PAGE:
I am writing to you today because I am not pleased with the current legislative limit concerning the number of schools opened in New York City. The current limit of the state-chartered schools is 460, with a smaller sub-cap on the city. Charter schooling has been going on for the past 20 years now, and currently, only 85 charters are available to be issued outside of New York City, and none is available within the city. The state has 85 alliances, which would benefit the city if the cap were removed, and the available charters were issued. The children residing in the city will gain access to quality education.
Most families would love to send their children to quality and high-performing schools. However, in New York, the charter cap has limited the freedom of African American and low-income families to access better education for their children. The COVID-19 pandemic has hit the underprivileged community very hard; therefore, improving the city’s education landscape will give every kid a chance to succeed. The existing cap continues to shut the door for low-income families seeking better opportunities for their children. Your government should therefore try to consider reissuing any revoked, surrendered, or terminated charters so that the city could benefit from them.
In New York City, there is a limit on the number of charter schools that can open, a cap that is limiting quality educational options for the most underprivileged children. Currently, 138,000 children attend 267 charter schools across the five boroughs funded publicly and independently run with strict accountability requirements (Spark, 2020). Charter schools do not drain funding from district-run schools, contrary to the argument many politicians have raised, resulting in increased aid from the state budget to district schools.
Before introducing the COVID-19 pandemic, one out of every five black and one out of every ten Hispanic students residing in the city were enrolled in a charter school (Buerger & Bifulco, 2019). When the two groups are combined, they form approximately ninety percent of the total students enrolled in the charter schools. Regardless of the numbers and devastating and unfulfilled requests for more charter schools, the legislative stopped the expansion of the charter schools. The legislature claims that parents are causing more harm to the public-school education system by seeking better and well-performing schools for their children.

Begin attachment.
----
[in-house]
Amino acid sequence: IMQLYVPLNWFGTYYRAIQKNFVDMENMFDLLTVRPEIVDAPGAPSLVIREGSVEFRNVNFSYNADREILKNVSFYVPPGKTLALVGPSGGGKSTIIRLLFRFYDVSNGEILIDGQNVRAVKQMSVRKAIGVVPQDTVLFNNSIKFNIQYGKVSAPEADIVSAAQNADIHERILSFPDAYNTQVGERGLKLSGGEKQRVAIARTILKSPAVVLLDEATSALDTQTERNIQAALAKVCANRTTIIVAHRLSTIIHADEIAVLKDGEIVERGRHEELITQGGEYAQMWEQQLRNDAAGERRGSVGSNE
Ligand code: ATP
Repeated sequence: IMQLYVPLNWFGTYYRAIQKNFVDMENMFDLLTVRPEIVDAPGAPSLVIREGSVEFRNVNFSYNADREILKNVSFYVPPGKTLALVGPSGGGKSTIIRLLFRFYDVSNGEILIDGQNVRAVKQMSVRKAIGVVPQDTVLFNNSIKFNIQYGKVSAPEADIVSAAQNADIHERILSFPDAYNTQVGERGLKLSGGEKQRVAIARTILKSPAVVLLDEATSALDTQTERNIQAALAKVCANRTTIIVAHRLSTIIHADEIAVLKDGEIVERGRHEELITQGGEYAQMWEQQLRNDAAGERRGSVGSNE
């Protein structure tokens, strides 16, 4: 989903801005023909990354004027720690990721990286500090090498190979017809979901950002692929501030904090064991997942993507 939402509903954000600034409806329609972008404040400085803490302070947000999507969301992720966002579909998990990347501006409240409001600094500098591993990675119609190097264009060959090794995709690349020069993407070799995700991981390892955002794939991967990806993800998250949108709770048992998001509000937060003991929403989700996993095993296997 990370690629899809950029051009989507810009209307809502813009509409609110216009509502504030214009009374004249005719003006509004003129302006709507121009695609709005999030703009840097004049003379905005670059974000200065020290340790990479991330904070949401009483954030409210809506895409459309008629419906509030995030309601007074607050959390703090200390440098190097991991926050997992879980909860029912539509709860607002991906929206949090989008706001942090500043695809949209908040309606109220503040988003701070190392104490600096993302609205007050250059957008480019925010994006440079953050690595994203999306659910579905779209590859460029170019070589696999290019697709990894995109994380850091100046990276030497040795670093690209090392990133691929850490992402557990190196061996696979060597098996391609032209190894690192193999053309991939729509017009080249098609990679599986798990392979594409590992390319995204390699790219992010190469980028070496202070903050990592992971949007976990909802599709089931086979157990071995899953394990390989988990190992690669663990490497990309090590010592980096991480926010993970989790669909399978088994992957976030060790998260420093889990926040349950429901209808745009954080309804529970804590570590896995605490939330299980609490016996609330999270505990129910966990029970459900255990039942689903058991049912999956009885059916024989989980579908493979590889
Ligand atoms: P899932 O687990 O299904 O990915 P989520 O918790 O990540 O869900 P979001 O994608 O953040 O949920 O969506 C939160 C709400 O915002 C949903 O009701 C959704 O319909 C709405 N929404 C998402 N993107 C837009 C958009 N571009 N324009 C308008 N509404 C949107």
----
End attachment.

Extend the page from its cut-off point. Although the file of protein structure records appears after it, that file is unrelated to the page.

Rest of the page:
Charter schools quickly adapt to their environment, and it can make the student’s learning smooth. Evidence can be seen during the COVID-19 pandemic, where chartered schools adopted technology faster than district schools (Reich et al., 2020). Expanding the cap on chartered schools could produce numerous benefits such as improved student achievement, increased innovation by educators, a comprehensive educational option for students, and healthy competition for traditional public schools. Charter school attendance can bring the best out of a student’s achievement. Most students who transfer to a charter school tend to improve their performance.
Students who attend charter schools have a higher probability of graduating high school and later joining college to further their education. There is a study conducted in Chicago and Florida whose findings indicated that the likelihood of students pursuing a degree or entering college is higher than students who attended traditional school. The underprivileged children and their parents choose the schools because most have a proven academic track record of surpassing district-run schools. This eliminated the wide race achievement gaps available in the traditional public school system—more than twice as many student applicants as charter spaces, indicating that supply does not meet demand. The handful of new school applications that New York State inspectors have already accepted cannot open their doors to children due to a legal requirement.
Charter schools are more viable options for a student than district schools. The reason is that the school is subject to the purview of federal, state, and local policymakers who can help the school to ensure that they serve as a sustainable and valuable alternative to traditional schools. Just in case charter schools perform poorly, the federal government can share the school plans that contributed to the success of other charter schools across different states.
Since the introduction of charter schools, fair competition made the district schools improve their performance. In 2006 the district school’s performance in New York City was 11 points below the state average. However, by the end of 2018, the district schools had improved to 2 points higher than the rest of the state (Rapa et al., 2018). The improvement of the district schools across the state was because of increased student enrollment in the charter schools. The number of students that enrolled in the city’s charter school was recorded to be more than 107,000.